Dysmorphia: The Link Between Your Social Anxiety & Irrational Beliefs

When we may least expect it, we can experience moments of shyness. Almost without fail, these are temporary — and few and far between. Social anxiety, however, is much more than just occasional shyness. It’s a diagnosable disorder that can severely hamper your daily life. You may avoid social interactions or dread being seen eating or talking in public.

Life with social anxiety can be a blend of fears, worries, and expecting the worst. In some cases, social anxiety manifests in strong but highly irrational beliefs. You may see yourself as fat, ugly, or stupid — to name but three. Such beliefs are called dysmorphia.

Social Anxiety & Dysmorphia

A dysmorphia is a skewed perception or belief. It is a symptom of social anxiety. Unfortunately, dysmorphia can worsen or be worsened by other social anxiety behaviors.

Consider some of the common physical signs of social anxiety disorder:

  • Digestive issues
  • Blushing
  • Shaking body and voice
  • Shortness of breath, increased heart rate
  • Heavy sweating
  • Feeling dizzy

These outwards signs of anxiety can reinforce dysmorphia. You may become utterly convinced that everyone is noticing your discomfort.  You may believe that they’re talking about you, mocking you, or judging you. As a result, you may believe that no one likes you. As a result, the idea of social contact becomes more and more unpleasant.

Now, let’s factor in the more emotional and/or behavioral symptoms of social anxiety, e.g.

  • Fear of embarrassment
  • Remaining quiet, sitting away from others
  • Obviously worrying about every little detail
  • Turning down social invitations
  • Not making eye contact

A person with dysmorphia feels certain that they are viewed as weird or even “crazy.” As these skewed beliefs seem to be reinforced, it feels like your inability to be comfortable, included, and accepted among others is an undeniable fact. This process is called automatic negative thinking (ANTs).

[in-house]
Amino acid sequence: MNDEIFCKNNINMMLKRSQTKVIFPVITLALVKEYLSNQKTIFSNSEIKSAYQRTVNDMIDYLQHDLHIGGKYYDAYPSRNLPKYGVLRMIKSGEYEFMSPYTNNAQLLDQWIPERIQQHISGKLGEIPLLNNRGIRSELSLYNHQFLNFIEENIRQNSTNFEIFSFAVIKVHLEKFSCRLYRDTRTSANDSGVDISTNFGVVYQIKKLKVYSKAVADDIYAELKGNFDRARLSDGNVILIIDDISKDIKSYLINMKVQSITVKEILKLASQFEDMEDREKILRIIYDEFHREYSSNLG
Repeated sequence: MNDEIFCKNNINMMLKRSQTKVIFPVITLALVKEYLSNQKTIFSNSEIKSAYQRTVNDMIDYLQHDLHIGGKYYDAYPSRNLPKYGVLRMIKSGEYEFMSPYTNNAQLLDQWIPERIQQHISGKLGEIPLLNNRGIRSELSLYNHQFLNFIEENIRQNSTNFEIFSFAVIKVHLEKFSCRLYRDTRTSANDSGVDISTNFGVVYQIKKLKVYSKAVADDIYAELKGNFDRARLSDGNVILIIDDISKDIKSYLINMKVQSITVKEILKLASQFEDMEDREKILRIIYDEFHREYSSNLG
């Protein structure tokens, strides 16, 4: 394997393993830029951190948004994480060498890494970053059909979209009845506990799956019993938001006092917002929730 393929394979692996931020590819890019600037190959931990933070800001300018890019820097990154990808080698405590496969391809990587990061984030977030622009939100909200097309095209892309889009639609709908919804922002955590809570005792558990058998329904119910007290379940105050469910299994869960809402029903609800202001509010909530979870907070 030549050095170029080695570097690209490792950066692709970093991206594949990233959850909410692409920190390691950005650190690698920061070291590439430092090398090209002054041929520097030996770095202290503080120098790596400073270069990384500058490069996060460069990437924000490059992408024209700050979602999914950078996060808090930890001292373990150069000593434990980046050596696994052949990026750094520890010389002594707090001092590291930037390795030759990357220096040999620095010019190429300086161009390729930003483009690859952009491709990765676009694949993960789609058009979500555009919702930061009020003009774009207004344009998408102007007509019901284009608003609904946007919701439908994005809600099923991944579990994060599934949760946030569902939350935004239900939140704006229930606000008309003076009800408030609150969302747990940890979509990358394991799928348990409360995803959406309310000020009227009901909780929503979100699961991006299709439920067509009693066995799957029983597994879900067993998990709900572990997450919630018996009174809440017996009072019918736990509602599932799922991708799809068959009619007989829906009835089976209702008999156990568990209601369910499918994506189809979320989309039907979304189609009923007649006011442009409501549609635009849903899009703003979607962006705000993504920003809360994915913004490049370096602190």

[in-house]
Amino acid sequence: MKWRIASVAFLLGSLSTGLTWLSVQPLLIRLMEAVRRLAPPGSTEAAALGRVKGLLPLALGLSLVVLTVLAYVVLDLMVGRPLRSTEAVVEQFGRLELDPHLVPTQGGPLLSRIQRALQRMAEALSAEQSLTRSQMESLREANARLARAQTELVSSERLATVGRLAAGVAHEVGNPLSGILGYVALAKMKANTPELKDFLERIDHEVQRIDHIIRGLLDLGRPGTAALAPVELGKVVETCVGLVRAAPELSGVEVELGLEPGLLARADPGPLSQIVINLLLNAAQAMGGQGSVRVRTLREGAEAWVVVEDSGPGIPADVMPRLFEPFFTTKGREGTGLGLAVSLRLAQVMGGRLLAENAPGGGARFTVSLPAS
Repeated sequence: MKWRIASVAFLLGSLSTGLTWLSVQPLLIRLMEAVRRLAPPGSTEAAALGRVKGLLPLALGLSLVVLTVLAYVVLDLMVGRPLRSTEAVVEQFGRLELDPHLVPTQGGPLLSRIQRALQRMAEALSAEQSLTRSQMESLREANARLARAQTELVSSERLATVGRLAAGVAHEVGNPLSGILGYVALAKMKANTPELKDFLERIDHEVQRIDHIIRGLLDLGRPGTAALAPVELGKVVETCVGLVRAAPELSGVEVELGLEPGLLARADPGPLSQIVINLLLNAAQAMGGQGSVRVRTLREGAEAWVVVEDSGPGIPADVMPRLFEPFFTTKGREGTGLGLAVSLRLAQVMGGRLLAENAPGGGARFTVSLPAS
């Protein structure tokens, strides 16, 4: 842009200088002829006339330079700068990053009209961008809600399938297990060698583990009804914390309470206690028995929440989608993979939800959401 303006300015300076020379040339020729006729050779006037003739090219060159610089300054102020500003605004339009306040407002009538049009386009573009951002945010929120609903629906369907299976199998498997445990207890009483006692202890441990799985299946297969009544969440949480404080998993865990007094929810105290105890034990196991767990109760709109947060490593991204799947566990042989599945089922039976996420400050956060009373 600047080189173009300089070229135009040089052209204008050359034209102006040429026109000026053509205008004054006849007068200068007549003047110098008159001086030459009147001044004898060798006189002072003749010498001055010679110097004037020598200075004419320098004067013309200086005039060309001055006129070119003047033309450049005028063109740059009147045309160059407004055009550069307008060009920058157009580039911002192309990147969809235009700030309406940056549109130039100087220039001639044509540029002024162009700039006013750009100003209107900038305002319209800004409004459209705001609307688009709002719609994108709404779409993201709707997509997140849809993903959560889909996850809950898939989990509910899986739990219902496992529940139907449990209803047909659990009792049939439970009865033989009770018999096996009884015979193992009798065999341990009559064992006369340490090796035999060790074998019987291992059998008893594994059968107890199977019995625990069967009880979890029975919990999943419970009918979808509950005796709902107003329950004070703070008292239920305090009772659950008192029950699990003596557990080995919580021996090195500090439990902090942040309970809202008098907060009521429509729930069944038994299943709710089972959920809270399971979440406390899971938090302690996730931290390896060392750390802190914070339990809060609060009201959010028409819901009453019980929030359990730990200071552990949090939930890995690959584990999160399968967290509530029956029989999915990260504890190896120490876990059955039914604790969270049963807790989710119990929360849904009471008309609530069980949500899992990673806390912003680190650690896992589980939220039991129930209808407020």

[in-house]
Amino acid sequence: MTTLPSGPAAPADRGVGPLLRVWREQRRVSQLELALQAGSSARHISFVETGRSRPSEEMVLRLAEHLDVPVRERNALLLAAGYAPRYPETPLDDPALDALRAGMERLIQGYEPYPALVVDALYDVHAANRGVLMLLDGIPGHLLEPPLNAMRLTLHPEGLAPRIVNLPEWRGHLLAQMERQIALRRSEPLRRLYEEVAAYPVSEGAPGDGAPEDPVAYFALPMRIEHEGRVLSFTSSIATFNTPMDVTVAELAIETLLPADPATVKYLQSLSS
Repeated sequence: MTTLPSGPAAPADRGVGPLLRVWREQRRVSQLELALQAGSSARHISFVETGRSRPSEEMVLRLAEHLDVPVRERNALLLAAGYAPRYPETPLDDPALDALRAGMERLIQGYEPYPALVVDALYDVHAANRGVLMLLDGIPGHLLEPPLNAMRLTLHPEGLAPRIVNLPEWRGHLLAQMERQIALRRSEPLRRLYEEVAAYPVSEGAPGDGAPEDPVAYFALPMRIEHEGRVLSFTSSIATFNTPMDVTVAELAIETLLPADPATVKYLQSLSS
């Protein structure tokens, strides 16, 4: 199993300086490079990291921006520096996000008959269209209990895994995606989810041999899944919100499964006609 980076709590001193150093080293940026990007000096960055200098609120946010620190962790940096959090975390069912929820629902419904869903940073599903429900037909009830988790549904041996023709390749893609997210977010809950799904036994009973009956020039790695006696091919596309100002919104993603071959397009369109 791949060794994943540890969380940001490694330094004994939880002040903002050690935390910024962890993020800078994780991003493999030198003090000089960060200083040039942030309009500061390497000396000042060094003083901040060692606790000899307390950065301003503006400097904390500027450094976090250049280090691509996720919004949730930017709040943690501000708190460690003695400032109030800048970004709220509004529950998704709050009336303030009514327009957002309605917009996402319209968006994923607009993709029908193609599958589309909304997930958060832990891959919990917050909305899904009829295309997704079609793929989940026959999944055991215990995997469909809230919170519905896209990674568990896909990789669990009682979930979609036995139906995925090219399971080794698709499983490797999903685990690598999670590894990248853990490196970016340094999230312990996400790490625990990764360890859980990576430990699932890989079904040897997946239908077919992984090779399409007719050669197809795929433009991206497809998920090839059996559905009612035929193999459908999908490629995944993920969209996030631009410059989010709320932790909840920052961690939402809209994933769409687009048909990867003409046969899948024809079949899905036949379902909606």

Addressing ANTs & Social Anxiety

What can you do to cope? The goal is to help you see your world more rationally and realistically. It helps to try going “neutral” when it comes to describing what you see and feel and experience. In other words, set aside judgmental terms that can further embed the dysmorphias.

For instance, create a dialogue with yourself. Dispute the irrational beliefs intentionally. If you suddenly feel certain that people “hate” you, ask yourself this: What evidence do I have that you are hated?

You may be surprised to discover that concrete evidence does not exist. This frees you to further interrogate your inner critic. Put that niggling voice on the spot. Keep asking it for evidence. The search for proof requires you to reflect more fairly on yourself and the situation at hand. It also empowers you to analyze how these dysmorphias make you feel.

How do you feel when you believe you’re ugly? What happens inside when you doubt your intelligence or see everyone as stacked up against you? Do you like what you feel? If not, visualize how it would feel to dispute these beliefs. Allow yourself to savor the experience of cutting yourself some slack.

Replace Your Irrational Beliefs

Let’s say you choose to think that others are judging you all the time. You could flip the script and reframe it. Everyone has flaws and you’re no different. But, for certain, it feels so much better to not aim energy toward the idea that others can see your flaws.

Remind yourself: Celebrities, world leaders, and everyone has critics. Take a peek at any internet comments section to verify that no one is universally liked. What matters more is making deep connections with those who do like you.

Anxiety is the most common mental health problem. Initiating and maintaining relationships can be tough regardless of the circumstances. It’s important to know that you are not alone and help is available. Start with a safe, compassionate ally like a therapist. Please read more about anxiety treatment and reach out for a consultation to learn more about shifting your perspective and living the life you want.

Getting Started With Anxiety Counseling in Lakewood & Longmont Colorado

We invite you to call us at 720-551-4553 for a free 20-minute phone consultation. You can schedule your appointment via phone, email, or the contact page on our website. We offer both in-person and online anxiety counseling. We’re open to whichever option you feel more comfortable with.  We look forward to hearing from you!